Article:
There are many reasons to cut into an apple tree. If the tree is old and threatens your house, that's a good reason to cut it down. If a young tree is overcrowded in an orchard, it may need to be taken out. If a tree is diseased or dying, it should be removed to preserve the health of other plantings. Do everything you can to rehabilitate a mature apple tree before cutting it down and take every measure to ensure the health of a young apple tree if you are able.
Inspect an apple tree before you cut. Each one is different. When planning to take out the entire tree, predict where it may fall, and plan to take major branches down before felling the trunk, especially if higher branches are near power lines.
Put on gloves, hard hat and safety glasses to protect yourself from blisters, falling branches and debris that can cause injury.
For sapling apple trees, use long-handled pruning shears to clip them off at the ground line. That's all you need to do to remove the tree.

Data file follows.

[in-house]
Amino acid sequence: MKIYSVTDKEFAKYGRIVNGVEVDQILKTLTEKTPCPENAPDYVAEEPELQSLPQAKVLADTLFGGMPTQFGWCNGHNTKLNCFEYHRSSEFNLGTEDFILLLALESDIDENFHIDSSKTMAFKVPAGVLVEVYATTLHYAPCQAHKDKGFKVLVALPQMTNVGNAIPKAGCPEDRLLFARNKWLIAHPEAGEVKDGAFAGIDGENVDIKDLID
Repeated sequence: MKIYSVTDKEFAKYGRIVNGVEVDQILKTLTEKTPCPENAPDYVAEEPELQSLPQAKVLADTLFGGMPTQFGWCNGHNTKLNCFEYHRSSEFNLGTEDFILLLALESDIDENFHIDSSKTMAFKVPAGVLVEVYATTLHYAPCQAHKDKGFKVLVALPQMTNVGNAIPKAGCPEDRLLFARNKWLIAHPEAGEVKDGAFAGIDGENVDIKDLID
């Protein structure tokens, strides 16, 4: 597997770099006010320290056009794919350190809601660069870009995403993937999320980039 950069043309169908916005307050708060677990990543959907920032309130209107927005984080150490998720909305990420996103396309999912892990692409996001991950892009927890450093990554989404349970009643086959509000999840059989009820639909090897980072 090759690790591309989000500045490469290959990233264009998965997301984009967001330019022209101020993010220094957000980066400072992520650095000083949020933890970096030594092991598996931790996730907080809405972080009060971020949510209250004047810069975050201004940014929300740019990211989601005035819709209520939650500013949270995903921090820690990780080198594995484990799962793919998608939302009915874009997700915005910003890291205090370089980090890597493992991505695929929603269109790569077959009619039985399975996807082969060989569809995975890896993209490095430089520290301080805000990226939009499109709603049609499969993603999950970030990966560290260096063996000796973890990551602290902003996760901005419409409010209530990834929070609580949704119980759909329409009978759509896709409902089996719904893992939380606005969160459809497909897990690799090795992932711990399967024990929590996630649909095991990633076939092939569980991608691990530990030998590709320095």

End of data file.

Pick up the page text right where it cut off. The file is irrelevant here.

Cut branches away from the trunk of mature apple trees from the bottom up. Depending upon the diameter of the branches, you may do this with a set of pruning shears, a handsaw, a long-handled set of pruning shears or a chainsaw. Employ the tool that best fits the task.
Cut the trunk of a mature apple tree 6 inches from the ground line, at a 45-degree angle, with a chainsaw. Cut in the direction in which you want it to fall. Make sure it falls away from you, away from the side of your house, other trees and your neighbors' property.
Level off the stump near the ground line with the chainsaw and let it decay naturally over the next couple of years. As the stump softens and rots, plant hostas or other hardy perennials to mark the spot where your apple tree once stood.